For 2019, this entrance opens May 3.

Buffalo Bill Historical Center

Cody Nite Rodeo

The Irma Hotel

Buffalo Bill State Park / Reservoir

 

snow covered mountains on road from Cody to Yellowstone

Road From Cody to Yellowstone

 

the bar at the Irma Hotel in Cody

Irma Hotel Bar, Cody

 

sign for Chief Joseph Scenic Highway

Highway 296 between Cody, Wyoming and Cooke City, Montana

Cooke City, Montana: Northeast Gate Entrance

For so little infrastructure, I’ve a lot to say about this Yellowstone gateway. Cooke City, Montana has done with its remote birthright what it could. First mining, then Yellowstone National Park. Originally named Shoo-Fly, the mining town was renamed in 1880 in an attempt to flatter a Northern Pacific Railroad executive into putting a stop there (apparently Shoo-Fly struck even the 1880 sensibilities as uncultured, and they dreamily desired to live in a city). In 1877 this country helped hide the Nez Perce Chief Joseph and his 800 or so band of hold-outs from General Howard’s 2,000 strong Cavalry for three months. Railroads don’t go where outnumbered bands of undersupplied men on horseback can elude the United States army for months.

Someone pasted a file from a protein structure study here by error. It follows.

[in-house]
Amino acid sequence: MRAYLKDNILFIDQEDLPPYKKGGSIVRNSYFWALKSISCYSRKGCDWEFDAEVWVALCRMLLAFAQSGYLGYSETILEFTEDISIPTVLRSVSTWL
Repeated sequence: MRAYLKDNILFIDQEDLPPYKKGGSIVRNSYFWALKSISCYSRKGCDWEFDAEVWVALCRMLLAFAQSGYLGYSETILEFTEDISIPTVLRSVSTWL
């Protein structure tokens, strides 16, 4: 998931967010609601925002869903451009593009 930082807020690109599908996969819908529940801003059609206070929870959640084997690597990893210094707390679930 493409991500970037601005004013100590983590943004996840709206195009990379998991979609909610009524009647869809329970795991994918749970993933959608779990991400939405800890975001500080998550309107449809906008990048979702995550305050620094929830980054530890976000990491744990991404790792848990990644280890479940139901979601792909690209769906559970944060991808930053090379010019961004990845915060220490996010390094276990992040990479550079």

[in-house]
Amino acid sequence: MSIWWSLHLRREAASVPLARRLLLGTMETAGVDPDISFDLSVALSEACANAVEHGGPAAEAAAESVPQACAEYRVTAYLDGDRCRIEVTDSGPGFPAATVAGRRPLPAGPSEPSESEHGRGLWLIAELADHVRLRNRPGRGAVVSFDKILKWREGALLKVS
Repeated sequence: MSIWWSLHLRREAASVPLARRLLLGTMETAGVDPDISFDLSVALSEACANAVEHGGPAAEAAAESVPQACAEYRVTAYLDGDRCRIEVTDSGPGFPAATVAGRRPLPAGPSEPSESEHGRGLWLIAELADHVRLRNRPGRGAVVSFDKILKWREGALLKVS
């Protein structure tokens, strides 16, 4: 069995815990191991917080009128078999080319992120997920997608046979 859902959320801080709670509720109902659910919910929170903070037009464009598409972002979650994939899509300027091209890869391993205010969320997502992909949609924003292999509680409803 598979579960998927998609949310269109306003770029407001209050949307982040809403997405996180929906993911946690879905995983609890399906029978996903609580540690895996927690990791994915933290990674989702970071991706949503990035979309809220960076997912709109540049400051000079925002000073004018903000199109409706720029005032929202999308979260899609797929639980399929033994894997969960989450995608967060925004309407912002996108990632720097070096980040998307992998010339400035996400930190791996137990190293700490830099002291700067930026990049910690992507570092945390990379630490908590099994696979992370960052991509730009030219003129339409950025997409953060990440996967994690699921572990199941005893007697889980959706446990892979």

I can see why the townspeople wanted a railroad in there.  Getting to Cooke City is a gutsy endeavor.  Highways 296 and 212 merge into a single road and from that junction the town is another 14 miles of nothing but bravery. And that’s assuming you’ve got any left.  Coming out of Red Lodge, Montana on 212, BearTooth Pass at 10,974 ft. fiercely protects this route.  Coming out of Cody, Wyoming on 296, Dead Indian Pass at 8,066 feet on the Chief Joseph Highway with views of the Absaroka’s Pilot and Index Peaks (11,708 & 11,313 feet) guards the other. Pretty sure the railroad executive never made it to the town hall meeting. 

Cooke City has a year-round population approximating 100. Three hundred cavort on the one paved street in the summer months of July and August. Even though it’s considered Yellowstone’s Northeast entrance gateway community, Silver Gate, a few miles past Cooke City, actually claims the ranger station.